President Obama announced that he would reduce the U.S. force in Afghanistan to less than 10,000 by the end of this year and withdraw the troops altogether by the end of 2016. This is not conditions-based at all–it is based on a White House timeline that has nothing to do with on-the-ground reality.

The struggle against the Taliban continues to rage unabated. Just between March and August of this year, the Afghan National Security Forces lost more than 3,300 men–more than the U.S. has lost in 13 years of war. The Afghans are still able to hold off the Taliban, but only with continuing U.S. help. Withdraw the help, even as Pakistan continues its support for the Taliban, and the likely result will be a disintegration similar to what occurred in Iraq following the U.S. pullout in 2011.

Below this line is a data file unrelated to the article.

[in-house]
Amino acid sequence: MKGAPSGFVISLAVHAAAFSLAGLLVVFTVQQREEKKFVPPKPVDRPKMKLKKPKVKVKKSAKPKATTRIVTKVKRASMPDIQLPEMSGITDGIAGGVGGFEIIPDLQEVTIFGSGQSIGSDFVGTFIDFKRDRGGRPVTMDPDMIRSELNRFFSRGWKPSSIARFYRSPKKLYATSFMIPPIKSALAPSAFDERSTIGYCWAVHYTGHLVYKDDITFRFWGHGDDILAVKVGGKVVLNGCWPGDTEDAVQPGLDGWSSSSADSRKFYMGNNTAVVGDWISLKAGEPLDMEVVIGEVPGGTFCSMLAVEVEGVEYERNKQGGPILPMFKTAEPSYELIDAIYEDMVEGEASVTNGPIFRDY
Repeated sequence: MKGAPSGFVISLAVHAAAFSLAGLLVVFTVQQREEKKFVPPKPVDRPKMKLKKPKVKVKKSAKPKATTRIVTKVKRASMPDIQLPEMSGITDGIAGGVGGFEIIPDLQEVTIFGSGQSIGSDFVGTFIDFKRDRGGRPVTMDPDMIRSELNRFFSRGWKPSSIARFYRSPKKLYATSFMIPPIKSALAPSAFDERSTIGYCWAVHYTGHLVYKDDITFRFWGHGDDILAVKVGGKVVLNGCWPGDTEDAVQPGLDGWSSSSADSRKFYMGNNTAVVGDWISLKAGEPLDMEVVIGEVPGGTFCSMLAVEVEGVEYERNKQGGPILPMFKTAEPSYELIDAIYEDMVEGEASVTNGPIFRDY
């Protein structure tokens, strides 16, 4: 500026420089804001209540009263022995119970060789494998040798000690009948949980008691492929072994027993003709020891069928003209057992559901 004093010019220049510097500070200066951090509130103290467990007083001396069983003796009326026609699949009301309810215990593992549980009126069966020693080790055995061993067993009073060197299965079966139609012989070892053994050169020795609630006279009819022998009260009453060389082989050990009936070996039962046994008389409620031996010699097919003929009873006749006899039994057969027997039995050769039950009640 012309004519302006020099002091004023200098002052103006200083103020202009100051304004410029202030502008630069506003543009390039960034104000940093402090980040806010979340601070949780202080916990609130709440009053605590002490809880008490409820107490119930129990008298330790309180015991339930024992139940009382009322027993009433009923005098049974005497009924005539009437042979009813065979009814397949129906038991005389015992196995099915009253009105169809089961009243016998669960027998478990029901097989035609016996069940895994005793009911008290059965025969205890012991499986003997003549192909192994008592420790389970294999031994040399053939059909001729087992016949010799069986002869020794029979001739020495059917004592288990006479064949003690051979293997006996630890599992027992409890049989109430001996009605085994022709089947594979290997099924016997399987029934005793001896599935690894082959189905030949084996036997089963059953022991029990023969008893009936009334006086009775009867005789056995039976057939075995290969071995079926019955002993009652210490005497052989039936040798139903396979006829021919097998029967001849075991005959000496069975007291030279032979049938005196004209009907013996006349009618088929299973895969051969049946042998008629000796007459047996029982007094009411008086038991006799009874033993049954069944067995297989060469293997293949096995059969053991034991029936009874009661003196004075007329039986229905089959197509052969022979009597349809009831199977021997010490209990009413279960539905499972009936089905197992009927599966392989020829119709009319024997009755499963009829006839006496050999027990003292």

President Obama can help Afghanistan to avoid this dire fate by extending to that country the same logic he has just applied to South Korea: namely, that U.S. troop drawdowns should be based on conditions on the ground, not on artificial deadlines dictated from Washington for political reasons.

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Defense Policy on Autopilot

President Obama has just sent 3,000 troops to Liberia to fight Ebola and 1,500–and counting–to Iraq to fight ISIS and hundreds, possibly thousands, more to Eastern Europe to deter Russia. Earlier he sent more than 150 troops to Africa to fight Joseph Kony and he keeps sending troops to carry out various Special Operations missions from Libya to Somalia. Oh, and he has committed to keep at least 10,000 troops in Afghanistan after this year.

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President Obama has just sent 3,000 troops to Liberia to fight Ebola and 1,500–and counting–to Iraq to fight ISIS and hundreds, possibly thousands, more to Eastern Europe to deter Russia. Earlier he sent more than 150 troops to Africa to fight Joseph Kony and he keeps sending troops to carry out various Special Operations missions from Libya to Somalia. Oh, and he has committed to keep at least 10,000 troops in Afghanistan after this year.